The inspection is standard safety practice in the firefighting industry, Owen said. It requires that the driver walk around the fire engine to check that all compartment doors are closed, and all equipment and hoses are properly stored. “It’s a general inspection to make sure the truck is ready to move down the road,” Owen said.

Because there isn’t room in the station for the driver to walk around the engine, he “can look at the sides and overhead, and peek around the front and back. Once we pull out of the station the operator can do a proper 360 [degree turn].”

As they rush to respond to an alarm, volunteer firefighters struggle to get into their gear and carry required gear onto trucks in the cramped spaces between the vehicles, Owen said.

Firefighters responding to a wildland fire wear gear appropriate to that situation, but also carry a second set of gear for structural fires in case it is needed, Owen said. Maneuvering in less than three feet of space between trucks and walls with all that bulky gear can be tricky, he said.

“While people are gearing up, the trucks are trying to get out. You can’t make a mistake in this station,” Owen said. “Most of the volunteers have war stories of bumps on their knees, heads and shoulders. Fortunately, so far it’s only been gear that’s been run over.”

 

No room for expansion

Firefighters also face other challenges caused by lack of interior space. Hoses must be cleaned after each fire and reloaded onto the trucks where they are stored in a compartment on top of the engine. The hoses must be washed off outside and hung inside to dry. Reloading is difficult because of the low overhead clearance. “Loading hose under ideal conditions is not fun,” Owen said.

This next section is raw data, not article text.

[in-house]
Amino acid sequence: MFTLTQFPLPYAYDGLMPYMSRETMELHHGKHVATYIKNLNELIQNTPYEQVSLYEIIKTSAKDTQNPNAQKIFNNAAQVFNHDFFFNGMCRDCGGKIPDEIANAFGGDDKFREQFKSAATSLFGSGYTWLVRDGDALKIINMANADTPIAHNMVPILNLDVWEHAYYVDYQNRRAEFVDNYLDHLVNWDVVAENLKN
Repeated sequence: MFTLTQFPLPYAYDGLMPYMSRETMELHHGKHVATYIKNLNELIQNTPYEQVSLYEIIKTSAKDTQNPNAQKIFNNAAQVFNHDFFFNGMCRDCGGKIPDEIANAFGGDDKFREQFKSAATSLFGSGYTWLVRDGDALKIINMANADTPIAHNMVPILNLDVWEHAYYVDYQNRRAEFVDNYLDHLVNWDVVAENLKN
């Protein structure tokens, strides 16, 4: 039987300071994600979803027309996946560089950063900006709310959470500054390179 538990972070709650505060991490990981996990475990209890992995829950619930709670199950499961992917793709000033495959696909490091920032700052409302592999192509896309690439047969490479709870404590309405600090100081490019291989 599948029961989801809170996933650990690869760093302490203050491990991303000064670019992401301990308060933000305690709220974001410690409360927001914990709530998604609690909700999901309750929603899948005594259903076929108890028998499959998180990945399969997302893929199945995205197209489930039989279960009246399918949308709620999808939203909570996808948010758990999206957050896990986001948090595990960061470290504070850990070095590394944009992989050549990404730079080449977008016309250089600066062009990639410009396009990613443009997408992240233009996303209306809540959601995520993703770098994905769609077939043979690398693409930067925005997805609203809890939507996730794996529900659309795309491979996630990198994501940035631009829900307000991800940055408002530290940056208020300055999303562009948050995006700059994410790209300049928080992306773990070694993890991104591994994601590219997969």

Engine work on two of the fire trucks must also be done outside, because the ceiling is too low inside the station to tilt the cab forward to provide access to the engine. Work on the other three trucks can be done inside if other rigs are moved outside.

Plans drafted last year for a new station propose a 12,000-square-foot station, about three times the size of the Englar Street facility. The new station would house six vehicles, provide maintenance facilities, meeting rooms, exercise area, storage space and sleeping quarters. Plans also call for a large paved area for driver training and firefigher training exercises.

Waller said the Englar station has been remodeled five times over the years, but the building and lot provide no further room for expansion.

District 6 covers Gold Creek to Mazama, and all the communities within that area. The incorporated towns of Winthrop and Twisp used to have their own municipal fire departments, but now contract with District 6 for fire protection.

The fire district currently has 37 volunteer firefighters, 10 of whom are assigned to the Winthrop station. District officials say those numbers should be higher, and are always trying to recruit new volunteers. “In reality we’re understaffed,” Owen said.

Owen said adequate facilities, including places for volunteers and their families to socialize, have been shown to help with recruitment and retention. Exercise facilities at the station are also important, Owen said, to help firefighters deal with stress and the accumulation of adrenaline and other chemicals that occurs in response to a fire call.

“A lot of motor vehicle accidents are high anxiety kinds of things, but pretty short duration,” Owen said. Exercising after returning from a call can help firefighters reduce stress and anxiety, he said.

Fire District 6 purchased the five-acre parcel on Horizon Flats Road in 2010 for $380,000. The district currently levies 60 cents per $1,000 assessed property valuation. Voters within the district will determine whether to approve a higher levy to pay for a new station. Residents of Winthrop and Twisp, which are not part of the district, would not vote on the tax proposal unless those towns annex into the district.